I actually appreciate the Church’s unwavering nature in many aspects – that it doesn’t shift with the tides or whims of modern society, that it’s not democratic. This helps it to remain a bedrock for faith. At the end of the day, if I’m morally conflicted, I can turn to the guidance of the Church and follow what it says to do. The Church says suicide is wrong, therefore no suicide. Seems pretty simple, but what about in the days ahead… what about assisted suicide to escape unbelievable pain and misery? What about using advanced technologies to extend life even when the quality of life is poor? At what point does a human stop being a product of God and start being a product of Science (the modern faith), when in the near future we will be able to create designer fetuses?

I foresee this guidance, which doesn’t cowtow to populist beliefs, as becoming more important as we step more deeply into the era of bioengineering and ethical dilemmas. I see that having a foundation within a tradition and faith of centuries will serve as a boon to my children and I desperately want them to have this ultimate guide in their lives.

Left with a Dilemma

Our daughter is three – that’s exactly the age when tradition begins to really mean something – she is aware that holidays are approaching, she seeks for ritual in events like seasons changing, she is just on the cusp of needing to ask about death (our dog died last summer and we skirted the issue by telling her that he went to live with God). She is standing on the precipice of all these huge aspects of being human — beginning to learn about death has gotta be a biggie, but there’s also showing obedience to parents, moral codes, ethics, treating others as you would want them to treat you… She’s also primed, right now, to establish her faith. These are the golden years – she’s still so close to the source of life, her innate understanding of God is pure and unmuddled and I see part of our job as helping to steer that knowing to a place where it can be protected and interpreted as she grows into an adult, not set by the wayside in the rush to chase the modern gods of money, science, technology, sex, drugs and more for me, me, me.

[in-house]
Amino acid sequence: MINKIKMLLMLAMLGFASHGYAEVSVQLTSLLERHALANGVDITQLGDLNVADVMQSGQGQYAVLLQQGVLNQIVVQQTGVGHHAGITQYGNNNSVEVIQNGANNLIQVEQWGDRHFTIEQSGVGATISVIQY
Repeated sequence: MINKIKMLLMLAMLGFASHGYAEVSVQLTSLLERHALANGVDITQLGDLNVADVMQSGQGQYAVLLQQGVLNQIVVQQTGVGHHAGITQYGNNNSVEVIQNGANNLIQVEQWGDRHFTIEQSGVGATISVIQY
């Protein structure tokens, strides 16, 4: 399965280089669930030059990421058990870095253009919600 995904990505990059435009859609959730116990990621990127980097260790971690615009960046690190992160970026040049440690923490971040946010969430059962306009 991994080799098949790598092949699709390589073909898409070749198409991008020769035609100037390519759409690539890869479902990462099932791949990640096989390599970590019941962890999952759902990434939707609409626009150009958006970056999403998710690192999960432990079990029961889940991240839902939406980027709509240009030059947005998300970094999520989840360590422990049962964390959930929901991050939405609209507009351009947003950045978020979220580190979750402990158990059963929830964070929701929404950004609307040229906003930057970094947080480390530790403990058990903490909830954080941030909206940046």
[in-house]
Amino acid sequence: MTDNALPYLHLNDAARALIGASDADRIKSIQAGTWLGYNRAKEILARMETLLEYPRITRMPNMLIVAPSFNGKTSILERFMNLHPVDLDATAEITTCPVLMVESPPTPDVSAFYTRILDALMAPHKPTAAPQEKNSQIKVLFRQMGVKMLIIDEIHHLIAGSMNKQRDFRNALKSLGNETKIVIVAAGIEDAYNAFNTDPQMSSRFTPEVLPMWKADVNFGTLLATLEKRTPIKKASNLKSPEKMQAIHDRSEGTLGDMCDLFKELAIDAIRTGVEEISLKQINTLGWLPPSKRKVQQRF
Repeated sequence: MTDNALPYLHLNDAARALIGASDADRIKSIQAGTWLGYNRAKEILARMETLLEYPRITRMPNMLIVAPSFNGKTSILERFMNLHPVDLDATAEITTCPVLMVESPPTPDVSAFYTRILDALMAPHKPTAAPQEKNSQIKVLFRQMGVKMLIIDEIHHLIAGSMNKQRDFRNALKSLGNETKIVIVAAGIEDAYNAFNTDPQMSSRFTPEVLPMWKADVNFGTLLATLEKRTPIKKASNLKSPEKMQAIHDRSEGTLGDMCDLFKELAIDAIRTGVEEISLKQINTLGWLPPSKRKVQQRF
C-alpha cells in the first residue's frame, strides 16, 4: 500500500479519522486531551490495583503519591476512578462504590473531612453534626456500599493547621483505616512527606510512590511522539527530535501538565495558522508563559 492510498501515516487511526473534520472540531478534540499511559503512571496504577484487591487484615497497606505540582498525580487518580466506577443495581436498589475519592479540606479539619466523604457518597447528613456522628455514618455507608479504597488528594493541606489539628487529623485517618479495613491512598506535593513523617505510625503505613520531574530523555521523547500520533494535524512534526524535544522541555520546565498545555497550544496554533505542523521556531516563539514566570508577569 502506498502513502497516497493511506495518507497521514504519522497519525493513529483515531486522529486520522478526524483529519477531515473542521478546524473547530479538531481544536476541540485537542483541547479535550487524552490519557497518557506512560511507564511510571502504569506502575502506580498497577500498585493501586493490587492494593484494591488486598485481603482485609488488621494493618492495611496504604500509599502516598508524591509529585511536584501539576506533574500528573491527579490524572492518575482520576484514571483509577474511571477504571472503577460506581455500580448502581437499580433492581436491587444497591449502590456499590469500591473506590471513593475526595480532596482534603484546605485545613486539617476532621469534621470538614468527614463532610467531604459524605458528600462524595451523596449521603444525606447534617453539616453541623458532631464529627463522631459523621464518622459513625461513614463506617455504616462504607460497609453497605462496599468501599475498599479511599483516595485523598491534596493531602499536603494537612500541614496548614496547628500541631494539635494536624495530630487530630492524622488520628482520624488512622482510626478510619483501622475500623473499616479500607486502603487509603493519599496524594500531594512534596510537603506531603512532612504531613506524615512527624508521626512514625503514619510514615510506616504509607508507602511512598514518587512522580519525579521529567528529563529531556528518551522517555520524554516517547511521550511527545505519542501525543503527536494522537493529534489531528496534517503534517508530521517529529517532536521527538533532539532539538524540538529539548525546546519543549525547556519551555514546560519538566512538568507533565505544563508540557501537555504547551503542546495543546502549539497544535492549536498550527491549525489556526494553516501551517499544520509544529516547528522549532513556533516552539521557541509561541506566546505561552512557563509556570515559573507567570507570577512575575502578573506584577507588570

Our son, at 19 months, isn’t much farther behind her.

So, the time is now. I asked my husband the other night what we were going to do… Honestly, my heart pulls me to Judaism, but my husband recoils from that. He’s reviled by the Church of our people, but at the same time is so indoctrinated to it, as am I, that the idea of raising them any other way seems like (and would be rightly interpreted, but the church) heresy. Left to his own devices, he’d rather not address it at all… just let time go by. But, as I stated… the time is now. If we ever hope to instill a solid faith for our children, these are the prime years to be developing the ritual of weekly mass… or temple.

I know we’re not alone — I know a handful of Irish Catholic families in the area with children in the same age range… we all feel so conflicted. What are we to do?